Search

No-advance tax structure caught out

Focus: Bondi Beachside Pty Ltd v Chief Commissioner of State Revenue [2013] NSWSC 21
Services: Financial Services
Industry Focus: Financial Services
Date: 18 February 2013
Author: Jeff Baker, Partner & Joshua Khoo, Associate

The recent NSW Supreme Court decision in Bondi Beachside Pty Ltd v Chief Commissioner of State Revenue [2013] NSWSC 21, highlights the potential difficulties in amending provisions in respect of 'no-advance' structures.
 

Background

 
Back in the days when state governments inflicted mortgage duty on borrowers who obtained secured debt (and notably, NSW remains the sole state levying such duty), 'no-advance' structures developed to facilitate revenue neutrality in respect of such debt.
 
One particular structure involved financiers subscribing for loan notes issued by a Special Purpose Vehicle (SPV). The SPV would loan the money raised via the notes to the borrower on an unsecured basis. The financier would sell the notes to the borrower and agree to defer payment of the purchase price for the notes. The financier would also take security from the borrower securing the deferred purchase price.
 
As the security did not secure an “advance” (for the purposes of duties legislation), nominal mortgage duty was payable (i.e. $5 mortgage duty as opposed to potentially hundreds of thousands of dollars if the security secured an "advance" for the purposes of the duties legislation).
 
The NSW Government responded to the above structures by amending the Duties Act 1997 (NSW) and issuing pronouncements of the Chief Commissioner regarding the intended approach to 'no-advance' structures, particularly where limits were increased or payment dates were pushed back. The recent NSW Supreme Court decision in Bondi Beachside Pty Ltd v Chief Commissioner of State Revenue [2013] NSWSC 21 illustrates how an extension of a repayment date can unravel a 'no-advance' structure.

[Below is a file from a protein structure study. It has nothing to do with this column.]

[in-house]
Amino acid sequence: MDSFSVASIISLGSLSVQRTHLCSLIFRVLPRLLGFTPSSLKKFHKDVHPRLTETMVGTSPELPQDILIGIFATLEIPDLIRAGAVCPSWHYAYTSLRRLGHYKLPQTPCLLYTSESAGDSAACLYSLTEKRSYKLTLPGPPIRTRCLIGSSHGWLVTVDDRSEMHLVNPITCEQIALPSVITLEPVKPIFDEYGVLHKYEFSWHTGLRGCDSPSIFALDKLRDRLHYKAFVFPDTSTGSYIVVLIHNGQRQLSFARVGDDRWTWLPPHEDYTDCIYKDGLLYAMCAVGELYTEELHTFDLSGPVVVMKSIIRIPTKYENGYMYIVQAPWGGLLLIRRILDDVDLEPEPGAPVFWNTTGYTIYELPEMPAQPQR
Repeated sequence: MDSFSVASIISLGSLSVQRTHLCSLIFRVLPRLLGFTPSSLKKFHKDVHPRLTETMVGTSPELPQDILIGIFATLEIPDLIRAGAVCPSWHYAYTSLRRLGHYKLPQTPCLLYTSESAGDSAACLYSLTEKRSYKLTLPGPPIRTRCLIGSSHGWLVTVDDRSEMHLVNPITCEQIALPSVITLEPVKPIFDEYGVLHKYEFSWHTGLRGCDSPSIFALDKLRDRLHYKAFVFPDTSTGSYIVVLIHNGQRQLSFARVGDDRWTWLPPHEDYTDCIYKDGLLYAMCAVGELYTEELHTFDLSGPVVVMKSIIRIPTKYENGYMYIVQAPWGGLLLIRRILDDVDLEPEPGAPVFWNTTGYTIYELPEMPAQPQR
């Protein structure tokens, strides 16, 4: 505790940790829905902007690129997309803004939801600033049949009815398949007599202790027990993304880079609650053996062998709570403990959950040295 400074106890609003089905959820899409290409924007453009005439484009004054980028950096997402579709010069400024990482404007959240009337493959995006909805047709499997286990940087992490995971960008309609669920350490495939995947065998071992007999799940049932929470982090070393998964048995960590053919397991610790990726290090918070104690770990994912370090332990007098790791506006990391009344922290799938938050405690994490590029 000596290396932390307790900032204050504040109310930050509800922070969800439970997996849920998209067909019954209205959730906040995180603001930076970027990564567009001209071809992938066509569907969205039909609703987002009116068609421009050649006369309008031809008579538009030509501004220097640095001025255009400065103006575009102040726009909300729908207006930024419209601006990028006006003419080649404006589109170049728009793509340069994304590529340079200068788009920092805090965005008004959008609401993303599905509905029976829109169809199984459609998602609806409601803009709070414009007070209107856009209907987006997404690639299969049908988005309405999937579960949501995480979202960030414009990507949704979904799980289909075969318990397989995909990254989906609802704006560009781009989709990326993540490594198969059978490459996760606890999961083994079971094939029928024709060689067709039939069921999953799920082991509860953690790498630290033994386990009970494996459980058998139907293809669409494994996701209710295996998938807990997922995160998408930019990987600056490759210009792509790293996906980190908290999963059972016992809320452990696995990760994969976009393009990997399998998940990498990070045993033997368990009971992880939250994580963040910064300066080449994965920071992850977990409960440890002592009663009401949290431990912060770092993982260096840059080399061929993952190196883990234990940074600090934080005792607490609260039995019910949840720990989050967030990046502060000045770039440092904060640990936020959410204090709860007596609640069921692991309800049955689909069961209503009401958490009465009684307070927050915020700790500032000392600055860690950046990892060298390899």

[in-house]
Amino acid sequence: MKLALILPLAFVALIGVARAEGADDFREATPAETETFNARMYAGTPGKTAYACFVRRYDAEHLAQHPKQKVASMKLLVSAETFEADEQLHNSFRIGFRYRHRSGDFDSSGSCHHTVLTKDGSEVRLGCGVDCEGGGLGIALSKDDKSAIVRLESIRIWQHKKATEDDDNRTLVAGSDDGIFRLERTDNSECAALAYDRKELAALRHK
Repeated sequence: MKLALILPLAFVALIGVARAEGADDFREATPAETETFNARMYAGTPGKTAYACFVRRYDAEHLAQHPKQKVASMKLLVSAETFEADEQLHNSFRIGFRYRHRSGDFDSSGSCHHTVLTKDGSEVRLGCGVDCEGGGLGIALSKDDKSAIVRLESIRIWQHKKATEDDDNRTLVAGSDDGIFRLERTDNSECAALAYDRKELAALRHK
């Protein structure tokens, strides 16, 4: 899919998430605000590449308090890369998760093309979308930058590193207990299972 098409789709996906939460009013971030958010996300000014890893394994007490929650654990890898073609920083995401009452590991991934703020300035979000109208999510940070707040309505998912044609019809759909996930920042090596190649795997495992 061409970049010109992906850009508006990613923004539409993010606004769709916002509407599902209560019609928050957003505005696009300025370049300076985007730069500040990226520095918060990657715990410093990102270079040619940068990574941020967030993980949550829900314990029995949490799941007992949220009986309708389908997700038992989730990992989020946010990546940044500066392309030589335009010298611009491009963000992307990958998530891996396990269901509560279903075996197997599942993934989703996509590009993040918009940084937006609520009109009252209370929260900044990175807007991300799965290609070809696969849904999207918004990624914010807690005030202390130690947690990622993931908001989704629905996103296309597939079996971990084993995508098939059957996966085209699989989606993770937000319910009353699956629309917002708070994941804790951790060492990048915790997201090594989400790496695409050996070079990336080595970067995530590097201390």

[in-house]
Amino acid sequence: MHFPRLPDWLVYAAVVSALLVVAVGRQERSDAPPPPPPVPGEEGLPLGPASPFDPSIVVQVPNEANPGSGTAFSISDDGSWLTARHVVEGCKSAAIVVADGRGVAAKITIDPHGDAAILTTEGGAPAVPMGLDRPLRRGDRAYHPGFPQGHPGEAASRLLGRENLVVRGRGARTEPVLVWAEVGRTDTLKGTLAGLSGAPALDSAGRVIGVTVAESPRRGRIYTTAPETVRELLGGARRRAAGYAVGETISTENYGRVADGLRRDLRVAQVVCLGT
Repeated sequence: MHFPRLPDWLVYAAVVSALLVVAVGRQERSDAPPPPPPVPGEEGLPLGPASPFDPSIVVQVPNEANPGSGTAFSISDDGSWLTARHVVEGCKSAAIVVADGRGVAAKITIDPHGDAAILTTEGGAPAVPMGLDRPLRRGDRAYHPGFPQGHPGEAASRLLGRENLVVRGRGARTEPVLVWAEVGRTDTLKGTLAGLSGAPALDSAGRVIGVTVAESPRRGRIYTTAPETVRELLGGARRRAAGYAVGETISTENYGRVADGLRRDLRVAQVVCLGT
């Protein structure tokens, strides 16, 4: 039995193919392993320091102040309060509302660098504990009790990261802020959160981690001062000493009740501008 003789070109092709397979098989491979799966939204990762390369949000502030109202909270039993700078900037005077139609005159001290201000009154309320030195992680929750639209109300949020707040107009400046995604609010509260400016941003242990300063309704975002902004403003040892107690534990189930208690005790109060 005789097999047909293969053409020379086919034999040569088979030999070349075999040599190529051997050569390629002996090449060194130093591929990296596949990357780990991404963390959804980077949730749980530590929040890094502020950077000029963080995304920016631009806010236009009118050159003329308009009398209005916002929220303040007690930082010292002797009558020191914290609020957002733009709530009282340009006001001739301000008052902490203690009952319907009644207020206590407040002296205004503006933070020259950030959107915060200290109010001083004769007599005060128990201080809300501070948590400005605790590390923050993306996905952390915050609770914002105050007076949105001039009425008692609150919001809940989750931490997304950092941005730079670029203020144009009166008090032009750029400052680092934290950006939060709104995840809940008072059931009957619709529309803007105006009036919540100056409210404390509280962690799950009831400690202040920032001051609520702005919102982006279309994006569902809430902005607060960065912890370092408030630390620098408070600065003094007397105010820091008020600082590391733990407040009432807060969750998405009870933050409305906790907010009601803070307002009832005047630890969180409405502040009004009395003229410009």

The case

 
In late 2007, the borrower and lender established a typical loan note sale 'no-advance' structure and the borrower paid $5 nominal duty on the securities. In mid-2009 the Duties Act was amended such that additional duty would be payable if securities secured 'further advances' – calculated by comparing the amount secured by the securities following the 'further advance' against the amount secured when the most recent duty liability arose.

In late 2009 the parties entered into variation deeds in respect of the 'no-advance' structure which, relevantly, extended the date for payment by the borrower to the lender of the deferred purchase price under the loan notes.

The decision

 
For various detailed reasons, Justice Gzell considered entry into the variation deeds constituted a "forbearance", which (conveniently) is an "Advance" for the purposes of the Duties Act. Whilst Justice Gzell indirectly suggested that pre-2009 the structure was effective and the securities were correctly stamped with nominal duty, the "forbearance" increased the advances secured from nil in late 2007 to the face value of the loan notes (approximately $92M).
 

The result and things to consider